Last evening, I had a particularly interesting and sweetly poignant experience while going home in the suburban Mumbai local. The train was crowded, when I got in. As soon as it pulled off, a two-year-old girl asked her mother about the whereabouts of her father.
“In the next coach”, her mother told her. The answer did not satisfy the child and she let out a soft, muffled wail, with the unending refrain, “Papa”.
We looked on the little scene and smiled. There was something endearing about that child, heartbroken at not having her father close to her. Some people offered her chocolates, hoping to take her mind off her temporarily absent father. It did not work.
Others offered to let her play with their phones. The ploy failed. She wanted Papa, and nothing else would do, her muffled cry suggested. Her aunt, seeing that her voice had become hoarse with crying, offered her some water. But that offer too was rejected. By now, she had been crying for 50 minutes, and was weary with exhaustion.
At length, when the train halted at Kandivali, and the trio got off, a coach-ful of women craned to see what happened next. A collective sigh of relief was exhaled when the father materialised and the exhausted but finally happy girl jumped into her father’s arms. That Papa is definitely his daughter’s first hero.
As is mine.
No, I don’t remember crying this way for my Dad. In fact, come to think of it, I don’t have too many early memories of him. Mum was what you would call a Work-at-home-mother, so she was always at hand. We depended on Mum for everything, and yet, somehow, Dad, quiet and calm as he was, made his presence felt in our lives.
Especially during the exams when Dad oversaw our Maths preparations.
Maths and I weren’t on a friendly footing in those days. Considering that Dad was on back-slapping terms with it, sitting down to study Maths with Dad a few days before the exams was always fraught with anxiety. I used to marvel over the fact that in his presence, Maths suddenly metamorphosed into a gentleman with impeccable manners who ceased to intimidate me.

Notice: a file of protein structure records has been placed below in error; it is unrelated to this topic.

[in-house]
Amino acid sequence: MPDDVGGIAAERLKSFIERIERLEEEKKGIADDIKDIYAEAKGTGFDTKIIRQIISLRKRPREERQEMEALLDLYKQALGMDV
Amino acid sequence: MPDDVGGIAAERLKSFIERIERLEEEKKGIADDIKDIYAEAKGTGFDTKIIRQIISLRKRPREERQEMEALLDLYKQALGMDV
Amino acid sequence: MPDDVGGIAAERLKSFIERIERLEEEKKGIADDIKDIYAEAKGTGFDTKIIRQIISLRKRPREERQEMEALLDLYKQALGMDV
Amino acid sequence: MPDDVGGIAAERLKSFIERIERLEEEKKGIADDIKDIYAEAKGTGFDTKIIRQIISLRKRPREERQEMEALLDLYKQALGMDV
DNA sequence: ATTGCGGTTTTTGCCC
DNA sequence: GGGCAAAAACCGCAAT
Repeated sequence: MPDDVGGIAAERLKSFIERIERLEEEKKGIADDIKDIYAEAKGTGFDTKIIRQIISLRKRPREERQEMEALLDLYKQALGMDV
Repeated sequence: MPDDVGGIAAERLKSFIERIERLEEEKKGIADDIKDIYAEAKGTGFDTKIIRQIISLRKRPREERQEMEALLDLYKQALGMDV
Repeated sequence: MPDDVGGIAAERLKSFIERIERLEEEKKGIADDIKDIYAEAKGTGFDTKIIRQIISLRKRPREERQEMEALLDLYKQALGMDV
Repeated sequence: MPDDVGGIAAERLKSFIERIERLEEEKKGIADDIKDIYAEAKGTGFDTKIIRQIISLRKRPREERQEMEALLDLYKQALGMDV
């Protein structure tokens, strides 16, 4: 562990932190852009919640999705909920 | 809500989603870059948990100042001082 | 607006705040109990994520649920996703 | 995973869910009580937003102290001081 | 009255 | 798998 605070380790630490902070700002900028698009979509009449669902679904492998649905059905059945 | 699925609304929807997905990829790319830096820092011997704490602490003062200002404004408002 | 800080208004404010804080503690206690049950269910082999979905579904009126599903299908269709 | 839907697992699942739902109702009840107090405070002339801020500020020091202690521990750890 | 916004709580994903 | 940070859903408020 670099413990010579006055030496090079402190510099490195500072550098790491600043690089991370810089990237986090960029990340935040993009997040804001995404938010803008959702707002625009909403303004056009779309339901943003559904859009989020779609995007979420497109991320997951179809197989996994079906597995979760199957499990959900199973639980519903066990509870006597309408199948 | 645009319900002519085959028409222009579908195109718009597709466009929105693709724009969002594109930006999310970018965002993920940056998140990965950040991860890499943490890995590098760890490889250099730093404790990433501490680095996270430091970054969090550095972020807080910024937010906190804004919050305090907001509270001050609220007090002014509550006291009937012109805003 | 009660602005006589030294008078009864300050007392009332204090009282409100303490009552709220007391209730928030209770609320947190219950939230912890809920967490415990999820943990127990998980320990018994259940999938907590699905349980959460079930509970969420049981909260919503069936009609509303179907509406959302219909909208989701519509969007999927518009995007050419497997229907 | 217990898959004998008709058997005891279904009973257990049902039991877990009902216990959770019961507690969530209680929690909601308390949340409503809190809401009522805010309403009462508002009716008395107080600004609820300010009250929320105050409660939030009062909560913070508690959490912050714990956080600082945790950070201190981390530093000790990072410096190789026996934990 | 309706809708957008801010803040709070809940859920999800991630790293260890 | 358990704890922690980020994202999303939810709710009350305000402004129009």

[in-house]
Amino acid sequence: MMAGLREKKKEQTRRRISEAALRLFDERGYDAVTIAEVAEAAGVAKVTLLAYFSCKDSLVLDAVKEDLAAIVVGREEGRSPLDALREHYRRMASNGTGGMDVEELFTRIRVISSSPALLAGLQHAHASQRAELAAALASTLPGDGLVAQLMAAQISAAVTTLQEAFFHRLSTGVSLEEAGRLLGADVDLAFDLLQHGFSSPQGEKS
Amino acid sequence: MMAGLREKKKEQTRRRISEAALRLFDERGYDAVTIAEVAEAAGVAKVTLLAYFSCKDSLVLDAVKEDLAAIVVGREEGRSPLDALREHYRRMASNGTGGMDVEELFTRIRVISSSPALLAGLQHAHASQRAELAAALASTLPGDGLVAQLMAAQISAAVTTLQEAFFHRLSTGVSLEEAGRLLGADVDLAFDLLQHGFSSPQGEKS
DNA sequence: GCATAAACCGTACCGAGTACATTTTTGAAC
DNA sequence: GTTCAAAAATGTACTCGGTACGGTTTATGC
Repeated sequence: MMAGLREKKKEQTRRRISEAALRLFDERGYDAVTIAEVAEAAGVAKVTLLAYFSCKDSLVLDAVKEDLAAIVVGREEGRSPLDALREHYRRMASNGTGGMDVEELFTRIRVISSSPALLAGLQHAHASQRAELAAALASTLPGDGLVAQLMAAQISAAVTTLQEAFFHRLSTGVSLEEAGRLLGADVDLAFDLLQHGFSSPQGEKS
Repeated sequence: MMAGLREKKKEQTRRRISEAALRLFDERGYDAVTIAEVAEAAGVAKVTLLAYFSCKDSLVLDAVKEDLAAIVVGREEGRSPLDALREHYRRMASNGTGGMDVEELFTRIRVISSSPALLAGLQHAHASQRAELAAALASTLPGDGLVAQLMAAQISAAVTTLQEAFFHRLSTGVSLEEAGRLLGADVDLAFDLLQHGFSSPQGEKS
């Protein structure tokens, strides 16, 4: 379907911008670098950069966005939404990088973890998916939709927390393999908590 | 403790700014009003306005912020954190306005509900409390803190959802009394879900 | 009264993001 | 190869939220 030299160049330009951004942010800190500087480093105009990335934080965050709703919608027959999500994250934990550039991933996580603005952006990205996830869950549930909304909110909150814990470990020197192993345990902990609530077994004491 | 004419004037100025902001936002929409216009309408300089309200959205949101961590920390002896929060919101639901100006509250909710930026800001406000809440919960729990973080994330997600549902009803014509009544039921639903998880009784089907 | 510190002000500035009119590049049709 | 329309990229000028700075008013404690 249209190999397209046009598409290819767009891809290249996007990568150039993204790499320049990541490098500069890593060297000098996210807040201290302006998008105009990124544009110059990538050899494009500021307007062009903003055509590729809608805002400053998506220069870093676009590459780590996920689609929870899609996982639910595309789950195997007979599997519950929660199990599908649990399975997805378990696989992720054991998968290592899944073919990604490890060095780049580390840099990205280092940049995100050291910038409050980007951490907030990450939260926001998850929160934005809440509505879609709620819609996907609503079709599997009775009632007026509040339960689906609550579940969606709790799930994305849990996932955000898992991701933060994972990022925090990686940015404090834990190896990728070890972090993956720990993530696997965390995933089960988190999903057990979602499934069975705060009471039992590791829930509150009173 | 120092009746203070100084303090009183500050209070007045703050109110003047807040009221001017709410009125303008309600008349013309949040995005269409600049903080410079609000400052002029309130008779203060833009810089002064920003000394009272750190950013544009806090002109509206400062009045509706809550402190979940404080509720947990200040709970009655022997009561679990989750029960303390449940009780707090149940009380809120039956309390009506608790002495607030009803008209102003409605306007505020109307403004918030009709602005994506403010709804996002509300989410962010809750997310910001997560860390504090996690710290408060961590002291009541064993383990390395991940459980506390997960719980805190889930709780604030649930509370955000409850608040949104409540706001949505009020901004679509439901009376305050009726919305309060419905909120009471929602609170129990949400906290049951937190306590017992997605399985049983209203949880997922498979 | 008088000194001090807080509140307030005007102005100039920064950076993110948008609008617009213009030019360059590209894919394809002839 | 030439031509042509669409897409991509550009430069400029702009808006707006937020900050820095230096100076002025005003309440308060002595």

Dad has always been a soft-spoken man. So he very rarely sat us down to pass on lessons to us, and we were obliged to watch and learn and then do as he did. There was so much to learn. When Dad’s company was shut down under a management-lockout, most of his 1000-something colleagues had horror stories to tell. One or two, I heard my parents talk in hushed whispers back then, chose to take the escape route out of life. Many took to drink. But if Dad’s back bent a little more at the thought of raising three growing children on the feeble income earned by my mother through her sewing enterprise, we kids barely got to know of it.
He immediately got to work, taking up a second and even a third odd job, in the absence of the first real one. Through this response to the challenge that threatened to engulf the family, I learned that when things go wrong, you don’t sit and mope, you just get up and do the thing that needs to be done.
That tendency of his shaped our values and bound them in cords that couldn’t be broken by any of the lures the world set in our path. No matter what the temptation that we faced, my brothers and I only had to recall how Dad would have acted in our situation, and the danger was averted.
Dad always encouraged us to ask questions, but didn’t always answer them himself. Instead, he chose to direct us to a source where he and we together might find answers.
So if there was a word whose meaning I didn’t know, I’d get the dictionary and he and I would leaf through its pages and educate ourselves. Those sessions created in me an enduring love for the English language. As a child, I was the only kid I knew who could be lost in reading the dictionary.
It was also the sight of him, sitting down to read a book, that first got me hooked on to the world of books.
He wasn’t the diaper changing, baby bathing father that the ‘90s threw up. But Dad could always be counted on to wake up in the middle of the night, in response to his frightened daughter’s cries, and peer under the bed to chase away the imaginary demons that haunted her.
As a child, I remember putting my hand in his and walking down the busy street, knowing that I was safe and free to yap away with him by my side to look out for me. Today I am decades older, but when we are out on the street, he will still push me on to the inside of the road and walk by the side of the vehicles. I am privileged to have such a father.
Thank you, Dad.
On the occasion of Father’s Day on Sunday, June 16, 2013, I would like to wish all fathers everywhere a very Happy Father’s Day.
Cynthia Rodrigues Manchekar loves being mamma to 4-year-old La Niña and 18-month-old El Niño. A working mother, she enjoys writing short stories and poems and looks forward to being published someday. She blogs at http://cynthology.blogspot.in and tweets @Cynth_Rodrigues.